Kenora Great War Project


Personal Details
Date of BirthJune 16, 1883
Place of BirthDublin
Marital StatusMarried
Next of KinWife - Mrs. Annie McMullan, Kenora, Ontario
Trade / CallingStationary Engineer
ReligionRoman Catholic
Service Details
Regimental Number198819
Service Record Link to Service Record
Battalion94th Battalion
ForceCanadian Expeditionary Force
BranchCanadian Infantry
Enlisted / ConscriptedEnlisted
Date of EnlistmentJanuary 21, 1916
Age at Enlistment32
Theatre of ServiceEurope
Prisoner of WarNo
Survived WarYes
Death Details

McMullan, Frank

According to his attestation papers, Francis McMullan was born in Dublin Ireland on June 16, 1883. In 1903 he married Annie Johnson, daughter of William Johnson and Marion Rennie, in London, England. Daughter Marion Annie was born in December 1904 and son Herbert in March 1907. The family immigrated to Canada on the Empress of Britain in December 1907 landing in St. John, New Brunswick. Although their stated destination was Winnipeg, Manitoba, the family settled in Kenora, Ontario where son John William (aka Jack) was born in 1909, daughter Catherine (aka Kathleen, Kay) in 1910, and son Frank (Francis Dugald) in 1913. The 1911 Canadian census shows the family living in the west ward of Kenora, Ontario (a suburb called Norman) and Frank working as a laborer at a saw mill.

When Frank Sr. joined the army he was working as a stationary engineer in a lumber mill in Keewatin, Ontario. He joined the 94th Battalion of the Canadian Expeditionary Force on January 21, 1916 when he was 32. In his military attestation he was described as 5′ 9 1/2 ‘ in height with clear complexion, gray eyes and brown hair and sporting ‘a deflection of the nose to the left from a hockey incident’. He was still living in Norman.

Francis, or Frank as he was known, sailed on the SS Olympic from Halifax on June 28, 1916 and arrived in Liverpool on July 6th. He was transferred to the 17th Reserve Battalion and went to East Sandling camp in Kent for training. On August 24th he was sent to France and attached to the 43rd Infantry Battalion, the Queens Own Cameron Highlanders.

On October 2nd Frank had a hemorrhoid operation at a field hospital in Rouen. He was returned to England, attached to the Canadian Casualty Assembly Centre in Shoreham and admitted to the 2nd Western General Hospital in Manchester. He was treated for extreme pain there and in January, 1917, was transferred to a convalescent hospital in Woodcote, Epsom.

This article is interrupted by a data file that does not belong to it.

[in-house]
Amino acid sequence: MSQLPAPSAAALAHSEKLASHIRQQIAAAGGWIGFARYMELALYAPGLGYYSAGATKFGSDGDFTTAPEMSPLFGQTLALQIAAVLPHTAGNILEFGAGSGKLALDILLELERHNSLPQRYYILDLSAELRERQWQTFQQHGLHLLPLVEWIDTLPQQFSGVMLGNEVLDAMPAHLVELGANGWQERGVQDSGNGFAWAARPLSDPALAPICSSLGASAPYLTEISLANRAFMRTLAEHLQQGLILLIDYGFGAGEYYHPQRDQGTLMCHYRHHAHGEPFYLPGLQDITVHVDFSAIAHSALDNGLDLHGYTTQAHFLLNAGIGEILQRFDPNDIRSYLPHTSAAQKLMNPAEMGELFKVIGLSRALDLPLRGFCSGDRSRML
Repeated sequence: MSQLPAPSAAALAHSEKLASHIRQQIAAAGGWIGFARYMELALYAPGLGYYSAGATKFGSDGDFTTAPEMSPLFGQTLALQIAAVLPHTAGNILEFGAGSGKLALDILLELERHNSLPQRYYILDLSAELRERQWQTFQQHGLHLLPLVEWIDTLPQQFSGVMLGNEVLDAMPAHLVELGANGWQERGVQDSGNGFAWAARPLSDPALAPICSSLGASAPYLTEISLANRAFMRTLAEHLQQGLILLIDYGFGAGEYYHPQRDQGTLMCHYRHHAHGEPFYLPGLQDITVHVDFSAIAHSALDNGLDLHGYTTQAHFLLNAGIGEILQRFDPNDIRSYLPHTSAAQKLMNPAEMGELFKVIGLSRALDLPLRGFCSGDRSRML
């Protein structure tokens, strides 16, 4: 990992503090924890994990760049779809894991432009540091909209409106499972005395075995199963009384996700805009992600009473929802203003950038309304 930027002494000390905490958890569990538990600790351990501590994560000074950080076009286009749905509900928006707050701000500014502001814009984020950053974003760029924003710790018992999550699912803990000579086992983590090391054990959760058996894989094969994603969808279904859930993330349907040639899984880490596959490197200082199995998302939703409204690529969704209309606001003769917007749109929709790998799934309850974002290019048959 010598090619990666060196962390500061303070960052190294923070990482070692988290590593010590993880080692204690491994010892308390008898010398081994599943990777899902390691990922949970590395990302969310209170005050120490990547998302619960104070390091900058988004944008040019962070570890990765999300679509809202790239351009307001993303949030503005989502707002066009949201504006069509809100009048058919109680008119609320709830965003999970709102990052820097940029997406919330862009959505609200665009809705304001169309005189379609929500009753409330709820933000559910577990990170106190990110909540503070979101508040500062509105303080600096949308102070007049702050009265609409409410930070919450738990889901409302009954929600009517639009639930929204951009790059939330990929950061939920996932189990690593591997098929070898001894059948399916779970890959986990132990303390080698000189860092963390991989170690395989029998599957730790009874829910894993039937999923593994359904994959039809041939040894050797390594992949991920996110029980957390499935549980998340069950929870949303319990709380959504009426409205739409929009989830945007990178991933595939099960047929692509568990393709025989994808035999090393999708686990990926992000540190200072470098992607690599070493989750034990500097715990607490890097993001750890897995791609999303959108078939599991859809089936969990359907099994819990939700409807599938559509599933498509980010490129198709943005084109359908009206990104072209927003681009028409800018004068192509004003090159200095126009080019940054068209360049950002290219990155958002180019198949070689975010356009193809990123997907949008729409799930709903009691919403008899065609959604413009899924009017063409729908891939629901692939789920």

On June 17, 1917 he returned to service in France with the Queen’s Own Cameron Highlanders and his unit was involved in a number of operations near Avion. On November 13th he took a shrapnel wound to the left arm and was pulled out of service. He remained in France to convalesce and in December he was assigned to the Canadian Labour Pool.

While there he was involved in an incident and taken into military custody on January 14, 1918, charged with the theft of 200 French francs and a one pound English note from a local resident, Mme Ve Hostier.   He was tried and convicted in a military court and sentenced to two years of hard labour. He began serving his sentence in a military prison (Vedroux les Attaques) on March 23rd of that year.

On November 11, 1918 the Armistice was signed and on November 18th Frank’s charge was commuted to the six months served with the balance suspended. On April 19, 1919 the unexpired portion of his sentence was remitted.

On May 3, 1919 he departed from Liverpool on the HMT Royal George, a Cunard line cruise ship nicknamed ‘Rolling George’. He landed in Halifax on May 14th and on May 17th he was discharged from the military in Port Arthur, Ontario. He was served with War service Class A honours and he headed for his home in Norman, Ontario. He was 35 years of age.

The 1921 census shows Frank and his children living in the Claremont Apartments on Burnell Street in Winnipeg and Frank is listed as a widower. Annie’s parents, William and Marion Johnson had placed an ad in the Winnipeg Free Press looking for information on the whereabouts of their daughter or her children in 1920. Little is known about Frank McMullan after this. However, we know that his daughter Marion Annie married Murray Ennis and lived in Winnipeg until her death in 2006; son Herbert and his wife Marjorie had seven children and he was buried in Glen Eden Cemetery in Winnipeg in 1975;   son ‘Jack’ spent time in Yellowknife but was buried in Brookside Cemetery in Winnipeg in 1982; daughter Kay married George Empey and moved to Victoria where she passed away in 1993; and youngest son Frank, who joined the RCAF retiring in 1958 as a Flying Officer, died in 1971 in Winnipeg.

By Don Cameron